Air Baltic plans to use its incoming Bombardier CSeries aircraft in a variety of roles including some longer haul flying. The airline has firm plans to use the aircraft on the Riga-Abu Dhabi route where it has a codeshare agreement with Etihad Airways, but is looking at other six hour or 2,500 nm range sectors, according to CEO Martin Gauss.

“The beauty about the CSeries cabin is its flexibility to install premium seats and the aircraft has great range,” Gauss told Aviation Week at the International Air Transport Association’s (IATA) annual general meeting in Doha, Qatar. Air Baltic is studying several cabin configuration options for the aircraft. The airline has opted for the 160-seat, double over wing exit version of the CS300. Its European lay-out will be at 148 seats, while a team within Air Baltic is looking at two different versions for the medium and long haul operation: One would see six lie-flat business class seats and 105 in economy. The airline is also considering a twelve seat lie-flat business cabin that would reduce economy capacity to 95 seats.

Other routes up to a 2,500 nm from its Riga base are under consideration in addition to Abu Dhabi. But given its code-sharing arrangement with Etihad, the airline would focus any network expansion on destinations in the North East or North of Central Asia.

Air Baltic has an order for ten CS300, the first of which is due to arrive by the end of 2015. Gauss says he is not too concerned about the recent engine failure on FTV-1, which Bombardier and Pratt & Whitney are investigating. “That’s no problem for us. These things happen during test programs,” he said. Air Baltic, like other future operators, has received an extensive briefing on the May 29 incident.

The airline is in the process of defining its future strategy as it nears CS300 operations and has moved from a period of losses to net profitability in 2013. Gauss expects the airline to remain in the black this year. A European Commission investigation into the restructuring package for the Latvian government owned airline is ongoing. The process has not been concluded, but Gauss is working on the assumption that it will be cleared.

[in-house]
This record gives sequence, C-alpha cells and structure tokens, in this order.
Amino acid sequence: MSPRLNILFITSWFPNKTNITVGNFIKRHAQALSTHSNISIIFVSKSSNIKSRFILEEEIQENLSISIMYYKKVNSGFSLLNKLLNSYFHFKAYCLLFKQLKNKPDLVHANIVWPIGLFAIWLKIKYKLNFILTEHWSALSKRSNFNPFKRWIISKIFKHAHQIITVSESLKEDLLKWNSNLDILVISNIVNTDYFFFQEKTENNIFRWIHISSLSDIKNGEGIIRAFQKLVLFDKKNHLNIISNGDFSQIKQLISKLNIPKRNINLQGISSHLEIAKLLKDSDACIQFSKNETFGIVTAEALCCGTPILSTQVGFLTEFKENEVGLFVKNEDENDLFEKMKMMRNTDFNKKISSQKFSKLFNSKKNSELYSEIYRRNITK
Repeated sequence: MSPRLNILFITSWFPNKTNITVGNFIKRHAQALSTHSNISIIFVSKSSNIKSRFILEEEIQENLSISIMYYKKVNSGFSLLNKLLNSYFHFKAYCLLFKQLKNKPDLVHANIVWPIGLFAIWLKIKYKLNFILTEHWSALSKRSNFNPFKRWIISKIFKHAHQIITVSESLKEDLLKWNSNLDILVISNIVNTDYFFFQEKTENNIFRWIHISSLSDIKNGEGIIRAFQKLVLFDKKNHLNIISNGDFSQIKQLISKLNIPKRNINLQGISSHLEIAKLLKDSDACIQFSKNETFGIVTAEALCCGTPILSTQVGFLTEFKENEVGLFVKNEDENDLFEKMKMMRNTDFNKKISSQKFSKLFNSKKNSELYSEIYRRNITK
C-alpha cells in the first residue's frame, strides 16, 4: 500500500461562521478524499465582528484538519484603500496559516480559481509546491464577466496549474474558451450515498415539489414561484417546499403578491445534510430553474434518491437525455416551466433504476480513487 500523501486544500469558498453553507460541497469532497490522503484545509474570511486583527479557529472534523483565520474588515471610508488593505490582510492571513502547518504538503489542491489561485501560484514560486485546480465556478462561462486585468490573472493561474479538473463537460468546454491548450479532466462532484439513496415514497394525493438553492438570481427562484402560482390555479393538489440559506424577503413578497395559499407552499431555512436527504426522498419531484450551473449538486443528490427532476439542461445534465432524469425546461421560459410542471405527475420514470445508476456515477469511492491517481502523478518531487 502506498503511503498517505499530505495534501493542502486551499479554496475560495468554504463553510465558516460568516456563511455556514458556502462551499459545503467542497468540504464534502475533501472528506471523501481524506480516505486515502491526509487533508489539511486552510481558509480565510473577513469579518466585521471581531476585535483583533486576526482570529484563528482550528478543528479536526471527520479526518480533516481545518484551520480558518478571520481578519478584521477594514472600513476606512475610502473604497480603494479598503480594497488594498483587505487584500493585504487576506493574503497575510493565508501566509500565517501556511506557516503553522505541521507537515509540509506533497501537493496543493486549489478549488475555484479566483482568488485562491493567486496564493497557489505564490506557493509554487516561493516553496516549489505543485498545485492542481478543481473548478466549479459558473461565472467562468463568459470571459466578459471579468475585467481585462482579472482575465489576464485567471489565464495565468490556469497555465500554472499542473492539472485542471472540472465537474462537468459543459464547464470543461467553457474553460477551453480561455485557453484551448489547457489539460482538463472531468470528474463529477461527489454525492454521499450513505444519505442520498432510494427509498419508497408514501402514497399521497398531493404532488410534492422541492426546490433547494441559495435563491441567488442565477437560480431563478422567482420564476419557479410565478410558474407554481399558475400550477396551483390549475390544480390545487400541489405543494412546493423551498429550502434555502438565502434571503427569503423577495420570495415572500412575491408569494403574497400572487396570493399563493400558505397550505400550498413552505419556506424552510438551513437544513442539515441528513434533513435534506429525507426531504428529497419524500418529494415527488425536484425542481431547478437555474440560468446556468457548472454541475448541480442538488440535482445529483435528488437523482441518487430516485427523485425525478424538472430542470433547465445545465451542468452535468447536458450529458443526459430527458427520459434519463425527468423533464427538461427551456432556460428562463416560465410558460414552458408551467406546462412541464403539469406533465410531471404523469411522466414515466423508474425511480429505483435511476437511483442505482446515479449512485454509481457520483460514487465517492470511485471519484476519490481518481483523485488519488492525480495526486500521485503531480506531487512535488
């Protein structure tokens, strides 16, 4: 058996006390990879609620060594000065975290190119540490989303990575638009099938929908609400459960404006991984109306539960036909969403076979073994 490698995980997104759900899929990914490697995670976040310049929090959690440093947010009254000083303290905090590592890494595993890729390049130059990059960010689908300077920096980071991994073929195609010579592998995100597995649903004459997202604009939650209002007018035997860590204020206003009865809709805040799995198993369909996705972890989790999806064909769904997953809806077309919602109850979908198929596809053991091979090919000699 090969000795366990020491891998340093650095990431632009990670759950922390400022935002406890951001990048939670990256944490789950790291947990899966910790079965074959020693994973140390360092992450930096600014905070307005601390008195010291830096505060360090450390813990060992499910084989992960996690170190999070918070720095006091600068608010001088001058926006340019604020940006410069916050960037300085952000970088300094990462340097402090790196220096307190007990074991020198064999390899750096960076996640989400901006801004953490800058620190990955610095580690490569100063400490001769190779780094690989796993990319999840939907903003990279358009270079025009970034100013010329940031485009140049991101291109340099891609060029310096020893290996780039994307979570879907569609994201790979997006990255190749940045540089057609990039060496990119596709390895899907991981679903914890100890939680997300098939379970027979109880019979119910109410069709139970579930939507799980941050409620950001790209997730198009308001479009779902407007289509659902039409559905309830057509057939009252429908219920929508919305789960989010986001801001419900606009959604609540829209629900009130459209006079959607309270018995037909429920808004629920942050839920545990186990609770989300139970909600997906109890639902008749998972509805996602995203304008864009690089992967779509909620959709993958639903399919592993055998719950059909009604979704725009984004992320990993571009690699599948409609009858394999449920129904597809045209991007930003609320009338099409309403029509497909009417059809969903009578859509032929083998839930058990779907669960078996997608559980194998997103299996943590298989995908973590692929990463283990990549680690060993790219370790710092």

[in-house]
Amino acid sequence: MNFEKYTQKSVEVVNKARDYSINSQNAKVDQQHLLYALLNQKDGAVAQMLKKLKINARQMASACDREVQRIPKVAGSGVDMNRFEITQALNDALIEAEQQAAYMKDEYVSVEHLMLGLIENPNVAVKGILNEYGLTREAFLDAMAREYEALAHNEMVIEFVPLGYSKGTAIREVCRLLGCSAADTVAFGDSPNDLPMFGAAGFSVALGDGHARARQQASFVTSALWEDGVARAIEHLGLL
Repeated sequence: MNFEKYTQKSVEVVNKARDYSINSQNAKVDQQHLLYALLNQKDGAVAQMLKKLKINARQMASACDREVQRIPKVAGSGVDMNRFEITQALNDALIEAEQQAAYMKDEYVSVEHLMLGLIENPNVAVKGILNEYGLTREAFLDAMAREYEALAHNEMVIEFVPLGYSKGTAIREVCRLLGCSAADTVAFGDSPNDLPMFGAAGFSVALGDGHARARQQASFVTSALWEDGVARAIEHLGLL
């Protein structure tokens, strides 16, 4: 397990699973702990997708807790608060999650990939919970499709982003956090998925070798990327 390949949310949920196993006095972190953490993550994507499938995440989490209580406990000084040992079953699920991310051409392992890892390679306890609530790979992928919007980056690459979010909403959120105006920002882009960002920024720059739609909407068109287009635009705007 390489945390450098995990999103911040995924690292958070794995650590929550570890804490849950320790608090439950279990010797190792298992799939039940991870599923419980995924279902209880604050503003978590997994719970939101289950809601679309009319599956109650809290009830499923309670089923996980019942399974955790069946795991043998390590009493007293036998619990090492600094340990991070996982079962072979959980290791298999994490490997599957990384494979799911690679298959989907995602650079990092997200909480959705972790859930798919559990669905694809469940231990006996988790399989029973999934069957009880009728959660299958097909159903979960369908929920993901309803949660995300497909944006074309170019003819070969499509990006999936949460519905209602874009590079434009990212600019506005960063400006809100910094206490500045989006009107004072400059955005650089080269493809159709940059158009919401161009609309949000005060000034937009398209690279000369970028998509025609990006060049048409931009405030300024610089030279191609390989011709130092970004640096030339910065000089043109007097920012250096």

The strategy review has not been concluded yet. But it includes options such as turning the airline into a more ambitious carrier that would target all of the Baltic countries as its home market. That scenario, including the launch of new regional routes, is seen as “likely”, Gauss said. The airline is also considering the idea of starting true long haul services to Asia and China in particular by leasing in Airbus A330s.

Ultimately, the airline would need more investment from either the government or a private investor to fund expansion. It has taken a hit because of the crisis in Ukraine suspending flights to Sinferopol, Odessa and Kaliningrad, amongst others. To protect profitability, Air Baltic has cut capacity by 10% in the first quarter.